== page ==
Hey there, time traveller!
This article was published 31/10/2013 (1304 days ago), so information in it may no longer be current.
ARCADIA, Calif. -- Some 20 years after winning the Stanley Cup with the Montreal Canadiens, Denis Savard is hoping to hoist another prestigious trophy this weekend.
The Hockey Hall of Famer owns a share of four-year-old gelding Private Zone, the 3-1 morning-line favourite in Saturday's Breeders' Cup Sprint at Santa Anita. The ownership group, known as Good Friends Stable, also includes former jockey Rene Douglas.
A racing fan since he was a teenager, Savard first met Douglas at Arlington Park near Chicago when he played for the Blackhawks.
Over his career, Douglas amassed more than 3,500 wins, winning the 2006 Breeders' Cup Juvenile Fillies with Dreaming of Anna and the 1996 Belmont Stakes with Editor's Note. He was leading rider at Arlington six times.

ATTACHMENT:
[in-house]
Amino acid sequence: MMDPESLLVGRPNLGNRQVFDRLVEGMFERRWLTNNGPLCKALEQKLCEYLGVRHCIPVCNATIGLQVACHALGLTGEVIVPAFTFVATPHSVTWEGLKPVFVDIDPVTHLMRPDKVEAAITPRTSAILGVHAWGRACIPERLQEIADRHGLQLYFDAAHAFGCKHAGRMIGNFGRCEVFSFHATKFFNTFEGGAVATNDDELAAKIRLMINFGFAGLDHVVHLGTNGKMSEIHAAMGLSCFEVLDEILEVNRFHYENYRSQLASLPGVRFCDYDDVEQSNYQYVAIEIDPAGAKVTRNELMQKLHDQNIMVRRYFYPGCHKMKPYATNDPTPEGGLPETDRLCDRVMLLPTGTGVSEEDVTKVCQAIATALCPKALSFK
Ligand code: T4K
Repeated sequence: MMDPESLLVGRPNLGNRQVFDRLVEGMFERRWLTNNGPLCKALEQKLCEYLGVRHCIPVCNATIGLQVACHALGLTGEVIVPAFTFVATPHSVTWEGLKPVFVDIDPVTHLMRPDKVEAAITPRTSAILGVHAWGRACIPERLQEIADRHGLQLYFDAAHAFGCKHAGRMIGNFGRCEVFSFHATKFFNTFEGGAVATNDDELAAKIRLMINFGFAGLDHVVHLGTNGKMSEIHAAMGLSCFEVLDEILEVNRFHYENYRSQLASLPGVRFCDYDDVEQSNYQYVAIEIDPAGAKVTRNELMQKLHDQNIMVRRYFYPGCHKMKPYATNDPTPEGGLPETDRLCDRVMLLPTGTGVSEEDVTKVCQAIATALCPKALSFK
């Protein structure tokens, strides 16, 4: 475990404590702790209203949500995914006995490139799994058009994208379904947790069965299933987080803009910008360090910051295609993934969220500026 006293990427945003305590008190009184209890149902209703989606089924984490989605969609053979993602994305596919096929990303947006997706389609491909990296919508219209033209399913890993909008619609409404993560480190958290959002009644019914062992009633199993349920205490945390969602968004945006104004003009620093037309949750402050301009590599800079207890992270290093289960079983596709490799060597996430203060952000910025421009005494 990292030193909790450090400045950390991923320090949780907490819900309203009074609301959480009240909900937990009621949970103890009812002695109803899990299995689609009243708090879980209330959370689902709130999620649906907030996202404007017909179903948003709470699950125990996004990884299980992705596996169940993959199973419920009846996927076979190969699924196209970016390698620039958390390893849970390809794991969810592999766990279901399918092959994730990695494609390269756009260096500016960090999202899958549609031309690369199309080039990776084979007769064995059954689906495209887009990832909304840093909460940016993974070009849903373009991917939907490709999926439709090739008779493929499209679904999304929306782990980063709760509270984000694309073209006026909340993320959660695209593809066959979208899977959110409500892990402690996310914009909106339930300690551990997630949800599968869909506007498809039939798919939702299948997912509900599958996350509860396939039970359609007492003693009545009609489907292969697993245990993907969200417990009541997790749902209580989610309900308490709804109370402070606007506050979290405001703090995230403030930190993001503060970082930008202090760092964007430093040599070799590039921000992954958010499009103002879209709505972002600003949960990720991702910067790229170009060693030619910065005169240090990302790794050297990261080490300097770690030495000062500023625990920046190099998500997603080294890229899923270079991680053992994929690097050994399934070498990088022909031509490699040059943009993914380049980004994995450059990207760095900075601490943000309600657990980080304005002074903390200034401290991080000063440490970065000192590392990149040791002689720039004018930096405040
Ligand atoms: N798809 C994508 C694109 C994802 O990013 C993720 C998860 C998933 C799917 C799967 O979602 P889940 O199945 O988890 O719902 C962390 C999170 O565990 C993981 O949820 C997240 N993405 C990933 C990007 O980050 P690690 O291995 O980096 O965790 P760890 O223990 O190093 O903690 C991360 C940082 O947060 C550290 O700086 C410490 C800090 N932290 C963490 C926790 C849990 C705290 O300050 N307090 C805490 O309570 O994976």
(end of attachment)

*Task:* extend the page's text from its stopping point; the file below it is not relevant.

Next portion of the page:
But on May 23, 2009, all of that would end when a spill at Arlington Park left Douglas paralyzed from the waist down.
As Douglas lay in the hospital, his riding career abruptly halted, Savard and the four other men that make up Good Friends Stable came to his side.
"When his accident happened, we all rallied together as friends and tried to help him out as much as we can," said Savard. "It can't take the pain away that he has suffered since, but we try to keep his spirit up."
After Douglas was released from the hospital, the group of friends decided to invest in racehorses. Hoping it would give him a sense of purpose, they put Douglas in charge of selecting the horses.
He found Private Zone in his native Panama. But the horse was no star at first. He had an erratic running style -- sometimes he would stop in his tracks mid-race, sometimes he would win easily.
But where some saw a crazy horse, Douglas saw talent, and Savard and the group trusted their friend.
The group purchased Private Zone for $80,000. He's won over $500,000 in his career.
"It's not like he wants to buy a horse every day," Savard said of Douglas. "He's got a good eye for it and a good touch for it."
-- The Canadian Press